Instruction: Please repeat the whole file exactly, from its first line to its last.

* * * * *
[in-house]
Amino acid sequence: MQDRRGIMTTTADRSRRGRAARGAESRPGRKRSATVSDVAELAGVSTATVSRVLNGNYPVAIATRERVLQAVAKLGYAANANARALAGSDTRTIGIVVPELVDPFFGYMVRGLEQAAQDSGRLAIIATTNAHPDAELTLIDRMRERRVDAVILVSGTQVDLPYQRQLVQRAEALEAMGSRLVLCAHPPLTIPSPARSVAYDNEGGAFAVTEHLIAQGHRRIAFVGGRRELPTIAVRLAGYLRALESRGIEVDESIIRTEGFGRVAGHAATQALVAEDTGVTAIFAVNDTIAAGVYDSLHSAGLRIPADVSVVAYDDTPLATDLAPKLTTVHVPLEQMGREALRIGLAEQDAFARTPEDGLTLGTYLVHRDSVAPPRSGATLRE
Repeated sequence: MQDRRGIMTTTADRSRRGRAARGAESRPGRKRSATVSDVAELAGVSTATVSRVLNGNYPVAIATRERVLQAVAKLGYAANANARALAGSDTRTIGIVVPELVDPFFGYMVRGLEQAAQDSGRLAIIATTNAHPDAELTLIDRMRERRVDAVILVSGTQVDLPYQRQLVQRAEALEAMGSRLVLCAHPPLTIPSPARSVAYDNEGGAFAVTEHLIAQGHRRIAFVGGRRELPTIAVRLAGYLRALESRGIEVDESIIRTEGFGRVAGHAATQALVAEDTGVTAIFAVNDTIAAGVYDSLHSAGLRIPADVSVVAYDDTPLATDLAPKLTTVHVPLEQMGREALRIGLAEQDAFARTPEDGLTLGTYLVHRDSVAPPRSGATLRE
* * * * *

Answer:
[in-house]
Amino acid sequence: MQDRRGIMTTTADRSRRGRAARGAESRPGRKRSATVSDVAELAGVSTATVSRVLNGNYPVAIATRERVLQAVAKLGYAANANARALAGSDTRTIGIVVPELVDPFFGYMVRGLEQAAQDSGRLAIIATTNAHPDAELTLIDRMRERRVDAVILVSGTQVDLPYQRQLVQRAEALEAMGSRLVLCAHPPLTIPSPARSVAYDNEGGAFAVTEHLIAQGHRRIAFVGGRRELPTIAVRLAGYLRALESRGIEVDESIIRTEGFGRVAGHAATQALVAEDTGVTAIFAVNDTIAAGVYDSLHSAGLRIPADVSVVAYDDTPLATDLAPKLTTVHVPLEQMGREALRIGLAEQDAFARTPEDGLTLGTYLVHRDSVAPPRSGATLRE
Repeated sequence: MQDRRGIMTTTADRSRRGRAARGAESRPGRKRSATVSDVAELAGVSTATVSRVLNGNYPVAIATRERVLQAVAKLGYAANANARALAGSDTRTIGIVVPELVDPFFGYMVRGLEQAAQDSGRLAIIATTNAHPDAELTLIDRMRERRVDAVILVSGTQVDLPYQRQLVQRAEALEAMGSRLVLCAHPPLTIPSPARSVAYDNEGGAFAVTEHLIAQGHRRIAFVGGRRELPTIAVRLAGYLRALESRGIEVDESIIRTEGFGRVAGHAATQALVAEDTGVTAIFAVNDTIAAGVYDSLHSAGLRIPADVSVVAYDDTPLATDLAPKLTTVHVPLEQMGREALRIGLAEQDAFARTPEDGLTLGTYLVHRDSVAPPRSGATLRE